Kiss of death
The unusual thing abut the attack is it varied from the routine political modus operandi. Romney was killed with kindness, a blow delivered by Deval Patrick, his successor in the Massachusetts Corner Office -- and someone ticketed to play a key role in the re-election bid. Speaking on ABC's This Week, Patrick said of his predecessor:
“One of the best things he did was to be the coauthor of our health care reform, which has been a model for national health care reform."Oof.
Our Man Myth has been busy backpedaling from "RomneyCare," which his conservative opponents label the parent of "ObamaCare," the health care reform law they oppose as a matter of faith if not fact. Listen to Mike Huckabee, the "nice" 2012 contender, put words in Myth's mouth without worrying about the facts:
"We thought this might be a way to fix the crisis we had in health care. Our experiment did not turn out as we had hoped. It cost more, waiting times were higher, quality of care went down, people were greatly dissatisfied and it ended up having almost the polar opposite effect of what was intended."Polar opposite? Come take a look Huck.
Enter Patrick, who has taken a much more confident tone since the star of his second term. A key piece of the new Deval has been sweeping out of the heads of many of the state's quasi-public agencies, some of whom were run by Romney appointees. He has also agreed to take on an advisory role to his fellow Chicagoan, having already walked the same path at the state level that Obama now treads.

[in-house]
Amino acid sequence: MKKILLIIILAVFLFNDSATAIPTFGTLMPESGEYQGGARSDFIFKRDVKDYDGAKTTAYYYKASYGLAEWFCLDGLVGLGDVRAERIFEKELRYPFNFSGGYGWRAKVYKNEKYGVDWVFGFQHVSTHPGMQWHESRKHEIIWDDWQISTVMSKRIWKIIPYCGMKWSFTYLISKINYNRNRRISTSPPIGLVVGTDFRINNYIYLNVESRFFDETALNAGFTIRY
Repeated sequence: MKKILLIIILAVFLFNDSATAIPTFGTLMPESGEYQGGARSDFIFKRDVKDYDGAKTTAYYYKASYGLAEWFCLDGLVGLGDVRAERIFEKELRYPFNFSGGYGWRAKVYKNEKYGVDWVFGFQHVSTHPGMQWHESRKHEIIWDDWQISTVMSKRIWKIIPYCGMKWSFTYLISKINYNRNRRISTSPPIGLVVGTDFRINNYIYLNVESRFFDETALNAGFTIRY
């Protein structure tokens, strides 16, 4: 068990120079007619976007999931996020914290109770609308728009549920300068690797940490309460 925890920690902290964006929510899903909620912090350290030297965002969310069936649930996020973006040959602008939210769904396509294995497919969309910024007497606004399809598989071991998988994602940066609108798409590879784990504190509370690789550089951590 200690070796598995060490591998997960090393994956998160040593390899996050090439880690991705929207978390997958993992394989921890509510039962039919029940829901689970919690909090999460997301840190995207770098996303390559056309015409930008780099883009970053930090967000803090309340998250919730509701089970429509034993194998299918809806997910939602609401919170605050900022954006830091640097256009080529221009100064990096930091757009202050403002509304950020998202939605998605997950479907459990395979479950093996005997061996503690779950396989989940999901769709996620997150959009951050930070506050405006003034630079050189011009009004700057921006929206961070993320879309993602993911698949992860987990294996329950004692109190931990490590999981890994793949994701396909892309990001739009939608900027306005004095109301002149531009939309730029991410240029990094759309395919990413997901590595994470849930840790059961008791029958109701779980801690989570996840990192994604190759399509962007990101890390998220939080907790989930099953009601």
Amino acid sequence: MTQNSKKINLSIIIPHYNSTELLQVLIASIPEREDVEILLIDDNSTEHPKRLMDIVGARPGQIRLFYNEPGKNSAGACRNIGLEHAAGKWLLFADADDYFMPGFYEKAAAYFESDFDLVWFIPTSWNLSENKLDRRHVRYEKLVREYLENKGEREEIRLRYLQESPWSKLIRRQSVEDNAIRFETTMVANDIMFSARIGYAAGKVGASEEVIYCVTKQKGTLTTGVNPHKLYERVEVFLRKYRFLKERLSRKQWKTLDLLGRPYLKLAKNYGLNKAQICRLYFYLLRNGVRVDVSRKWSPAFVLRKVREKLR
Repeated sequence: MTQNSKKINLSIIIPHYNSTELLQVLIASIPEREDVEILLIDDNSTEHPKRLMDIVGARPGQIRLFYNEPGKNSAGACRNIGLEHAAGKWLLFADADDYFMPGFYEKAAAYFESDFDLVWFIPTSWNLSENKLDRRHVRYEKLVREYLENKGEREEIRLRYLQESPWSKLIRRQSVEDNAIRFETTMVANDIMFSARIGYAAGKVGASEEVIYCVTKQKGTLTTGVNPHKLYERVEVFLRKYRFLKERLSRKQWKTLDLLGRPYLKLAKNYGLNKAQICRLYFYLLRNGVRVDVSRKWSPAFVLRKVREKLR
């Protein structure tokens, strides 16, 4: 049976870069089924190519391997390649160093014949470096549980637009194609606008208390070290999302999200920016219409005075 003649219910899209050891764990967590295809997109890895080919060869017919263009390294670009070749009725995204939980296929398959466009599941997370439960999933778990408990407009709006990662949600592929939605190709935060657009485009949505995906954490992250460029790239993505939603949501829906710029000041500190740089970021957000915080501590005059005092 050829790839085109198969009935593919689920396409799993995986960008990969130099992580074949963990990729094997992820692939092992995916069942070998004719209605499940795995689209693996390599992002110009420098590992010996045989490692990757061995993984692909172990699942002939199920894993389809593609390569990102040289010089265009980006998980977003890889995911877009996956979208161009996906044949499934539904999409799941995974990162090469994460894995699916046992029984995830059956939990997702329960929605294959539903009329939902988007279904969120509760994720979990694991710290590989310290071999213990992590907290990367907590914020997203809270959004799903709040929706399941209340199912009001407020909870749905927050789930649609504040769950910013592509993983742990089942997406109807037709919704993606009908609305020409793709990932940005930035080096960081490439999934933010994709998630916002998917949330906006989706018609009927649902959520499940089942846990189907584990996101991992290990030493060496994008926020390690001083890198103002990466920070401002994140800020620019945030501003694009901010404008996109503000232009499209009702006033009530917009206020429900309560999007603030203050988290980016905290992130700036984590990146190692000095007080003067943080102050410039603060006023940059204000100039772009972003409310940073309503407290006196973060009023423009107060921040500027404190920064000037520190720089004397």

Patrick continued the damning with faint praise later in the day, insisting there is no political scheme at play:
“It’s just the truth,’’ he said, and insisted that he was doing nothing more than paying Romney a deserved compliment. He signed our bill. That’s all I said, and I congratulated him for it. I told him so at the time, and I’ve said it publicly,’’ Patrick said. “It was a great thing. It showed that there was another choice than the usual two, which is the perfect solution or no solution.’’Republican Party political tradition suggests the runner-up in the previous campaign gets the presidential nomination four year later. But the sharp rightward lurch within the GOP makes that proposition dicey for the Mittster, who as we all know has managed to take just about every stance possible on every issue.
The usual flip-flop has been more pronounced with health care reform, as Myth attempts to walk a fine line with taking credit for accomplishing something during his four years as "leader" of lefty Massachusetts without becoming the bete noire of the Tea Party.
Removing the one "adult" in the race, someone who is already suspect to the hard right true believers, is undoubtedly a foundation of the Obama reelection effort that Patrick discussed with top adviser David Axelrod a couple of weeks ago in Chicago.
Stay tuned. This is going to be fun.